I first met Sergio Ramirez when I arrived in San Jose, Costa Rica as an exile in 1976, after evading capture. A military tribunal of the Somoza dictatorship had sentenced me to several years in jail. I arrived alone. I hadn’t been able to get my daughters out of Nicaragua. I stayed in a boardinghouse.
It was Easter Week, I recall, and Sergio must have noted my distress. With great kindness, he supported me by inviting me to some work sessions he was holding with the Puerto Rican filmmaker Diego de la Tejera. The two of them were collaborating on a screenplay about the life of Sandino. I learned a lot those days, and I admired Sergio’s detailed and profound knowledge of this outstanding figure of our national history.
At that time, the Sandinista Front was split between two factions: the Proletariats and the Prolonged Popular War (GPP o Guerra Popular Prolongada). There was a group of “intermediaries” between the two, who much later would become [a third faction] the Terceristas. The situation was confused. Like Sergio, I wanted the internal problems to be solved. We were sympathetic to the intermediaries without yet siding with one or another of the tendencies.
Sergio was working on a newspaper supplement that he had managed to get the daily Pueblo to publish. It was called Solidaridad [Solidarity], and it gave information about Nicaragua and the anti-Somoza struggle. He invited me to help him in that work. It was a handmade job, tricky because it involved cutting out strips of text and gluing them onto graph paper, adding photos, etc. The days of computers were still far distant, and each page design had to be done by hand, then left ready for the work of printing – I don’t remember if we were using a stereoplate or a screen-printing technique. I see in my mind his dedication; recall him gluing the strips of text after his office hours in EDUCA, the university publishing company he directed.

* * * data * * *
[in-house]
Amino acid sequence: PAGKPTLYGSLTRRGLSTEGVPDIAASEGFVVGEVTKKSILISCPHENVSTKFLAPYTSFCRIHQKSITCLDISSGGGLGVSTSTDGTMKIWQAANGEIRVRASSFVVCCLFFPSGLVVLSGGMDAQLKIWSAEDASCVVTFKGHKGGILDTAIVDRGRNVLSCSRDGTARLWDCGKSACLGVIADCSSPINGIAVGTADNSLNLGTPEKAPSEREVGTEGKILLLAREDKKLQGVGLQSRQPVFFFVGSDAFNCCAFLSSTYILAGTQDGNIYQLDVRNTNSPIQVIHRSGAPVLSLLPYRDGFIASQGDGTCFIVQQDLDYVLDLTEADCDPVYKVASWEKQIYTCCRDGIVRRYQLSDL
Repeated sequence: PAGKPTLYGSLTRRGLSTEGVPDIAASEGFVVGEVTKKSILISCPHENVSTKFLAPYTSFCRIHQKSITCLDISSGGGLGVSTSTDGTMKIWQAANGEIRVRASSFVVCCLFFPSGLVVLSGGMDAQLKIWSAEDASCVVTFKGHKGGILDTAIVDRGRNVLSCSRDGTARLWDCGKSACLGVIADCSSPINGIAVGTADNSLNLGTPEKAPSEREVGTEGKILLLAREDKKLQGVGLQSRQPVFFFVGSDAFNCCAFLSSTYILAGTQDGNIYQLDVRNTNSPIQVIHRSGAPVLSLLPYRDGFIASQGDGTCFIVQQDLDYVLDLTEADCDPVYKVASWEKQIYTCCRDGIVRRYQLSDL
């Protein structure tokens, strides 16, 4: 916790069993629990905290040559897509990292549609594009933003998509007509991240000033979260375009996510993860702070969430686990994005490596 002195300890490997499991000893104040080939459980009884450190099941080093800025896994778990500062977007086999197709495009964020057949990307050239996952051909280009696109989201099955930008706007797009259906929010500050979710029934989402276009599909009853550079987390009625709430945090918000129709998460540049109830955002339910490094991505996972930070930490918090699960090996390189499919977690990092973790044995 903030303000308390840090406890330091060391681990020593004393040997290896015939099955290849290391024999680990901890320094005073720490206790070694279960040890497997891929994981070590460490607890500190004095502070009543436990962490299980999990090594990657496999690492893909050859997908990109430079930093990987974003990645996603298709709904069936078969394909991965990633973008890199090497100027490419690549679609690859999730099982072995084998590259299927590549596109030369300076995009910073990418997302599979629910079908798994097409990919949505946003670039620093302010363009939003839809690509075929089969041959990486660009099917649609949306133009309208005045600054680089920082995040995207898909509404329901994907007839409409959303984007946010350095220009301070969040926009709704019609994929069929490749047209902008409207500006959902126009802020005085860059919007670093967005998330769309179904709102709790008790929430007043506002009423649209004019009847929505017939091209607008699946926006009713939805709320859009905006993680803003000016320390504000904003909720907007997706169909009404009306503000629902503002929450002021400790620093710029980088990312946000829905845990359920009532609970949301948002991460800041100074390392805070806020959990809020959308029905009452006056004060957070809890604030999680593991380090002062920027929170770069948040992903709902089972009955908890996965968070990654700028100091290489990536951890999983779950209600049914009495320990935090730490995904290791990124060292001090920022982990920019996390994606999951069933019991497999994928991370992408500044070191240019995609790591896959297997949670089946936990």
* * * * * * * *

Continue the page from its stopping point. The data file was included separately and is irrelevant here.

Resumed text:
I also recall our collaborative work ordering and draftng the testimonies of the Somoza dictatorship’s human rights violations. Fernando Cardenal took these to Washington to present before the US Congress. The FSLN was also involved in this task: from a distance, Eduardo Contreras – Comandante Zero from the December 27, 1974 action at the house of Chema Castillo – headed the team that provided the evidence and the information.
Later, Sergio became director of CSUCA [Central American Higher Education Council], and I found work and moved to an apartment to prepare for the arrival of my daughters.
My friendship with Sergio Ramirez dates from that era. During my exile in Costa Rica, he, his wonderful wife Tulita, and his family were always hospitable and generous to me and my daughters. Later, he ended up working with the Terceristas, and I joined the GPP. That didn’t keep us from continuing to be friends. I can attest that he’s a friend of all weathers – one who knows how to accompany you in mourning as well as in celebrations.
He’s read drafts of several of my novels. He’s offered me sound advice. He’s a man of great personal nobility. I suspect that during the Revolution, his moderation must have caused him some bad moments because I’m sure that he had to adapt to decisions and procedures out of discipline, more than because his heart was in them.
It was difficult, for those of us who did so, to break with the FSLN. Daniel Ortega began a ferocious smear campaign among the grassroots against those of us who advocated for a more democratic and modern approach within the FSLN. An approach that would surely have cut off his aspirations to become Secretary General and once more be the candidate.